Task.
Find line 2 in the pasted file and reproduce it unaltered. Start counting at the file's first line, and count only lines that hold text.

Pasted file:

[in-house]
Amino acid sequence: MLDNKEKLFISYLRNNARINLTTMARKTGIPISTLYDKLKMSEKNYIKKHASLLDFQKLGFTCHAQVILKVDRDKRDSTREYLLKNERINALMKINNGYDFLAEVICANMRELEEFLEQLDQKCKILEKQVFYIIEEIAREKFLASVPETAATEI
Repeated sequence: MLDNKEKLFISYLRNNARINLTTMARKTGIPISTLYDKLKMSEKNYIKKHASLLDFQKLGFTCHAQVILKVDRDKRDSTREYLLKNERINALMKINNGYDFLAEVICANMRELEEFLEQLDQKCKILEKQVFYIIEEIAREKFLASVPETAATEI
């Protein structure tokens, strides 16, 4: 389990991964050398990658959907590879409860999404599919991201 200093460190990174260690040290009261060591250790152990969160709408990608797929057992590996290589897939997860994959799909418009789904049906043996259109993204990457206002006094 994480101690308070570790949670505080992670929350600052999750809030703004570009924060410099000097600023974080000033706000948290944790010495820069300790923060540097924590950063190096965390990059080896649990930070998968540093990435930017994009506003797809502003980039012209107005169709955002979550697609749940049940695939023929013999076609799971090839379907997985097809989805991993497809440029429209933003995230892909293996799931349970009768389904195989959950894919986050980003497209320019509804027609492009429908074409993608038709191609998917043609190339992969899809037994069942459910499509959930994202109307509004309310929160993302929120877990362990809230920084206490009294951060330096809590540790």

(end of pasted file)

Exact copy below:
Amino acid sequence: MLDNKEKLFISYLRNNARINLTTMARKTGIPISTLYDKLKMSEKNYIKKHASLLDFQKLGFTCHAQVILKVDRDKRDSTREYLLKNERINALMKINNGYDFLAEVICANMRELEEFLEQLDQKCKILEKQVFYIIEEIAREKFLASVPETAATEI